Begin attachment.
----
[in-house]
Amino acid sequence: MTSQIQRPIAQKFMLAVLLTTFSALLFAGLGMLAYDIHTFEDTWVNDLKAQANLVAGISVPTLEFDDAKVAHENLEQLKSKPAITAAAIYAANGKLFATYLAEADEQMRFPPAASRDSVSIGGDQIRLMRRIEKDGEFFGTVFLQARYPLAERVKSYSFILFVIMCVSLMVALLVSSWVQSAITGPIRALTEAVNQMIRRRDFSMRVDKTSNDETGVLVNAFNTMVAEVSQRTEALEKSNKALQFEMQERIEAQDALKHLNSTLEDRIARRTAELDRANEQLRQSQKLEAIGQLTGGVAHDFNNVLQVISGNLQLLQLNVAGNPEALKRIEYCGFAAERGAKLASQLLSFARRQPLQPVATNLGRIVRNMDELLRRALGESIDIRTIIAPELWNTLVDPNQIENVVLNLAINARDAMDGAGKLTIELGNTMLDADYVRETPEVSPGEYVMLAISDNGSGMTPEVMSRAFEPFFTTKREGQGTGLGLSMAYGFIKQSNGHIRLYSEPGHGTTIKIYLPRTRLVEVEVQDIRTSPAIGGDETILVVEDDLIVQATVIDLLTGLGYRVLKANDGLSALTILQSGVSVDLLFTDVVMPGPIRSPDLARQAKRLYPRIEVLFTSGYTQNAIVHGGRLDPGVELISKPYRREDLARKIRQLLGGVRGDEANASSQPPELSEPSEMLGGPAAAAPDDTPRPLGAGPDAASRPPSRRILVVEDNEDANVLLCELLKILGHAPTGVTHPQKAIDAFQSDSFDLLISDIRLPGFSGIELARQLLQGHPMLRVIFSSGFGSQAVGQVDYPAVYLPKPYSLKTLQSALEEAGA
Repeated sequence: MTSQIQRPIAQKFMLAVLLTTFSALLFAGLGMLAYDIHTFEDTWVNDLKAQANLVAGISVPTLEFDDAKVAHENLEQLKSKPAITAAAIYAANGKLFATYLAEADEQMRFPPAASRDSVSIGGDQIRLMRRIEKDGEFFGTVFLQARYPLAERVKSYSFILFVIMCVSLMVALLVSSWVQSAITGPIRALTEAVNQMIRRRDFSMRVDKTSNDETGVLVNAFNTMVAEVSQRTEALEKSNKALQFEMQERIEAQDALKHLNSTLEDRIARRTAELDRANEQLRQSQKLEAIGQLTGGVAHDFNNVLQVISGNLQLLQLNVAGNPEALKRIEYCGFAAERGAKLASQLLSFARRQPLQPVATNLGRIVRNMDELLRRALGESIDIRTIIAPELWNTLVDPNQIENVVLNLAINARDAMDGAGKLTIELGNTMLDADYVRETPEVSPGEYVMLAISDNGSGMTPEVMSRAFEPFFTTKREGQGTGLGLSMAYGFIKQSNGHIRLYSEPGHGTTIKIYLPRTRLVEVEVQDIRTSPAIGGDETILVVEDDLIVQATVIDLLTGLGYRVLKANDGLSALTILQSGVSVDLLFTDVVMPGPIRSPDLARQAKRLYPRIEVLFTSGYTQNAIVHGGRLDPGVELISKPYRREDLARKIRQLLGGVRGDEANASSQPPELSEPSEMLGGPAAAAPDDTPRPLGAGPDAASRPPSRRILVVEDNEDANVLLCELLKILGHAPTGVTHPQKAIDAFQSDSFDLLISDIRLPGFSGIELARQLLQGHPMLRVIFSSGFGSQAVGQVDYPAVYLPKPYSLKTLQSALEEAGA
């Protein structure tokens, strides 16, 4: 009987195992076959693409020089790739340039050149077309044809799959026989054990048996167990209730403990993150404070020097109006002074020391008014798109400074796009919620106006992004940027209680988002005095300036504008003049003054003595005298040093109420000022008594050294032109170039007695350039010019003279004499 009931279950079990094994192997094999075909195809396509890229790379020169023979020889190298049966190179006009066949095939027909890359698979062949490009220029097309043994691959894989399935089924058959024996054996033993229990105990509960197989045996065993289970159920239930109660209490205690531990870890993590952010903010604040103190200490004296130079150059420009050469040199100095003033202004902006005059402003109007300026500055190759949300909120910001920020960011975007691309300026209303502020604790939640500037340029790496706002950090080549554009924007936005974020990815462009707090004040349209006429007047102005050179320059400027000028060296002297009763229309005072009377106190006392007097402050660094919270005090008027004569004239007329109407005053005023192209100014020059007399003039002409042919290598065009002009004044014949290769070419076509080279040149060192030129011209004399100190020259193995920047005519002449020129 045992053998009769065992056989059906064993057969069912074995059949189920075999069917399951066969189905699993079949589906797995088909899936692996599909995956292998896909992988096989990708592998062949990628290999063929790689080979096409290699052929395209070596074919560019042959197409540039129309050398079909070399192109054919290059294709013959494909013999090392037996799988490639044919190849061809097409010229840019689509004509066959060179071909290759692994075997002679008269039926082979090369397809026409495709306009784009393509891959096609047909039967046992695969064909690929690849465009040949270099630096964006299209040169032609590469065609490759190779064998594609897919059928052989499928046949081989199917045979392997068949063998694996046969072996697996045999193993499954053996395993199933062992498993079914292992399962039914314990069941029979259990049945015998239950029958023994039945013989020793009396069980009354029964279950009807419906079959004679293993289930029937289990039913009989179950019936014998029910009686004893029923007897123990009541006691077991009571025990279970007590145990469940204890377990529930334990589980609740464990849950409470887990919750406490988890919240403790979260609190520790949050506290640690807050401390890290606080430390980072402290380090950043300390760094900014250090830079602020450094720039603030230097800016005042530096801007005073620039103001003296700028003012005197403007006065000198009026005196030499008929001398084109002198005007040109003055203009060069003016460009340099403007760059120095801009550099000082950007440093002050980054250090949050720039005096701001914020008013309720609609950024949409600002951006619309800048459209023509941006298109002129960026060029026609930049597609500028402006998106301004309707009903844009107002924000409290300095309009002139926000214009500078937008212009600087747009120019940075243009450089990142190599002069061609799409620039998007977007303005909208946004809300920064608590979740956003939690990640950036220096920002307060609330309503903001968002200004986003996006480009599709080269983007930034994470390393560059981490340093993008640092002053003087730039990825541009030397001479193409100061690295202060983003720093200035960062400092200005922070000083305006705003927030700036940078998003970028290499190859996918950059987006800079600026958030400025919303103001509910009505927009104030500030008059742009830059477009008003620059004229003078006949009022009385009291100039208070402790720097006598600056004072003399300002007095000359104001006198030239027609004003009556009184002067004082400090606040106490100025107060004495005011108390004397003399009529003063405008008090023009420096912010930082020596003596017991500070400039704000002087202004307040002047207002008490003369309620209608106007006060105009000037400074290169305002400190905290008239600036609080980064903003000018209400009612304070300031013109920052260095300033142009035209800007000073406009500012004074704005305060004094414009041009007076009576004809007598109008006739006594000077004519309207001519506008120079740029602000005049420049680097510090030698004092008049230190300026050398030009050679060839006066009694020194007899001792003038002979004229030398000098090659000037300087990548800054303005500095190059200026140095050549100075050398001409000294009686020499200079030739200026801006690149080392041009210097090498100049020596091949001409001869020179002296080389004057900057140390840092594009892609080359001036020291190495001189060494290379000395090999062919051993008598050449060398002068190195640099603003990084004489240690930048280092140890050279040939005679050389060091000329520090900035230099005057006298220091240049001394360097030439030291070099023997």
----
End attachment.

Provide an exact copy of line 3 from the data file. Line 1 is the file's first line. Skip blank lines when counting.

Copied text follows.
Repeated sequence: MTSQIQRPIAQKFMLAVLLTTFSALLFAGLGMLAYDIHTFEDTWVNDLKAQANLVAGISVPTLEFDDAKVAHENLEQLKSKPAITAAAIYAANGKLFATYLAEADEQMRFPPAASRDSVSIGGDQIRLMRRIEKDGEFFGTVFLQARYPLAERVKSYSFILFVIMCVSLMVALLVSSWVQSAITGPIRALTEAVNQMIRRRDFSMRVDKTSNDETGVLVNAFNTMVAEVSQRTEALEKSNKALQFEMQERIEAQDALKHLNSTLEDRIARRTAELDRANEQLRQSQKLEAIGQLTGGVAHDFNNVLQVISGNLQLLQLNVAGNPEALKRIEYCGFAAERGAKLASQLLSFARRQPLQPVATNLGRIVRNMDELLRRALGESIDIRTIIAPELWNTLVDPNQIENVVLNLAINARDAMDGAGKLTIELGNTMLDADYVRETPEVSPGEYVMLAISDNGSGMTPEVMSRAFEPFFTTKREGQGTGLGLSMAYGFIKQSNGHIRLYSEPGHGTTIKIYLPRTRLVEVEVQDIRTSPAIGGDETILVVEDDLIVQATVIDLLTGLGYRVLKANDGLSALTILQSGVSVDLLFTDVVMPGPIRSPDLARQAKRLYPRIEVLFTSGYTQNAIVHGGRLDPGVELISKPYRREDLARKIRQLLGGVRGDEANASSQPPELSEPSEMLGGPAAAAPDDTPRPLGAGPDAASRPPSRRILVVEDNEDANVLLCELLKILGHAPTGVTHPQKAIDAFQSDSFDLLISDIRLPGFSGIELARQLLQGHPMLRVIFSSGFGSQAVGQVDYPAVYLPKPYSLKTLQSALEEAGA